Once again Dr Velo had worked his magic and I was feeling absolutely fine.  I can heartily recommend cycling as cure for almost any ill though Savlon is very good too.

When I got home, I found that Mrs Tootlepedal had been extremely busy in the garden while I had been out pootling about.  She is revamping the bed in front of the hedge along the street.

The two azaleas have been replanted.

azaleas

And everything nearby has either been rooted up or trimmed down.

the hedge bed

She plans to line the bed with a colourful succession of daffodils, tulips, grape hyacinths, Sweet William, yellow crocosmia and poppies.  I look forward to many photo opportunities next year.

She added to her tasks by cooking a meal of courgette fritters for our tea and then we settled down to watch Strictly, both of us feeling tired but contented with our day’s work.

I didn’t have an opportunity to catch a flying bird but the flower of the day is a cornflower.

cornflower

 

Published by tootlepedal

Cyclist, retired teacher, curmudgeon, keen amateur photographer.

27 thoughts on “Feeling better

  1. I once saw a ‘farm’ of literally thousands of turbines on the NW of the Iberian peninsula, apparently the windiest place in Europe. Because I saw them at a distance, the seemed to carpet the hills like daisies.
    I wonder if that might be two white horses in fact…

    1. We have a lot of windmills on top of Beattock summit which we pass on the train but not enough to look like a carpet of daisies. That must have been quite a sight.

    1. The last set of six windmills seemed to go up in a comparative flash. As far as the speed goes, the trouble is that it isn’t so long ago when I could go quite a lot faster and any chance of improvement has now gone for ever.

  2. Happy you are feeling better. A nice, long bike ride resulted in many great discoveries, like the harmony between Scotland and England 😊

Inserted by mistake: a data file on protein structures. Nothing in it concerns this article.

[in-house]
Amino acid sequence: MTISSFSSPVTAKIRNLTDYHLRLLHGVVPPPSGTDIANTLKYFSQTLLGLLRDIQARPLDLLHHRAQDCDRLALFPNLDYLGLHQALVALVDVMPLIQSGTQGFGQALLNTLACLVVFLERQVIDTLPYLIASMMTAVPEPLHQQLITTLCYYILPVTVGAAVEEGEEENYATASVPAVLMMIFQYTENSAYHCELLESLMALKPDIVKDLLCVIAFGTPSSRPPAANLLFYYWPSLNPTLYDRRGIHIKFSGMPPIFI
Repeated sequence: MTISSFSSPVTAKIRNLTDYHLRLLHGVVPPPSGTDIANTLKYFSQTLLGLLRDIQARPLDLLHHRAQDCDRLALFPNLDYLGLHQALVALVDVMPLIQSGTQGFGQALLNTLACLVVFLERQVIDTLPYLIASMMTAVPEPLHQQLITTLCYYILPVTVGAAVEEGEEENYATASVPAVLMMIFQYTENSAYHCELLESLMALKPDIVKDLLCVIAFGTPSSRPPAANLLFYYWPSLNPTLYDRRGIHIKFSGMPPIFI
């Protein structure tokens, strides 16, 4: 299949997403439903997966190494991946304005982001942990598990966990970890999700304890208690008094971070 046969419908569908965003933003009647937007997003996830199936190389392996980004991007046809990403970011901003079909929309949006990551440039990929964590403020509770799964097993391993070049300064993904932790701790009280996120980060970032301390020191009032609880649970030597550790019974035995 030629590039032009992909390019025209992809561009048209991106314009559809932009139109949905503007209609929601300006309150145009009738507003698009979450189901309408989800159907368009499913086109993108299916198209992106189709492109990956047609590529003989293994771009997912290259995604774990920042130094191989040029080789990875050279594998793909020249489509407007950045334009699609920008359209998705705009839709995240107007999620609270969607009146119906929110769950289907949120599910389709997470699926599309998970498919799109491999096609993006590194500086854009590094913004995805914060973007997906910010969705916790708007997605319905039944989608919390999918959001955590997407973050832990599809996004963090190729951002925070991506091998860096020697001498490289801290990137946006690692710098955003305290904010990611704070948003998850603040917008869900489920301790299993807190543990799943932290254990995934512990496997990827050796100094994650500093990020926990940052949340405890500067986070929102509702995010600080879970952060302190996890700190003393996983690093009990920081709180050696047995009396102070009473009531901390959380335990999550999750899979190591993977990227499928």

3. Always lost in admiration at most of the things Tootles manage to achieve. I realize I have so much time on my hands I am left pondering how Langholm appears to have risen 4ft during your cycle ride! Could it be the weight loss obtained by all the cyclists? Or as someone said to me on a recent visit to Ireland ” Sit down and take the weight from the floor”

    1. Both good suggestions but the fact is that elevation stats on cycle computers are usually pretty unreliable and should be used with scepticism.

  4. Am amazed that one so tired the day before managed such a long ride. Well done!
    Lovely photographs and views.

  5. What a wonderful day for a cycle and so many interesting things spotted too! I am grateful that Dr V. has helped to cure you of most of your ills. Because I’m a bit nosey I like the view of Canonbie – it’s like the view from a train with interesting back gardens.

  6. The wind energy is probably a good idea long term, but I don’t like how it messes up the horizon. Ours here are so plentiful that sometimes they become mesmerizing as you drive to the point of distraction.

    1. We haven’t reached that stage yet. I am hopeful that other renewables will be working well before the whole country is swamped with turbines.

  7. That is a cheery cornflower, and poppy and bee!

    We have wind farms up along the Columbia River area on the Oregon and Washington side. Beautiful countryside you have there, and a good day to feel better and get outside. Always sad to see the horizon taken up with structures, but the insatiable thirst for energy has to be fed by something.

  8. So many wind turbines! We have quite a few in southern part of Alberta and for a time I seriously considered taking a course to be one of the technicians that maintain them.

      1. I expect so – the training program involves lots of fall protection work, including how to safely retrieve a co-worker who is dangling at the end of their safety line.

  9. Sorry, but I am not a fan of wind turbines. I live in the beautiful vale of Neath, which now has the blight of turbines along both valley tops and increasing. For the most part they seem to lie dormant? The one question I have to ask is simple. There are now thousands of wind turbines across the whole of Britain, and many acres of solar farms, but have we seen cheaper electricity? Here in Wales there still are enormous coal reserves, and we now have the technology to burn it cleanly and be green, so why are we blighting our countryside in this manner. I believe we have all been conned by the rich, and powerful behind the green lobby, so that they can make millions, by decimating the old industries.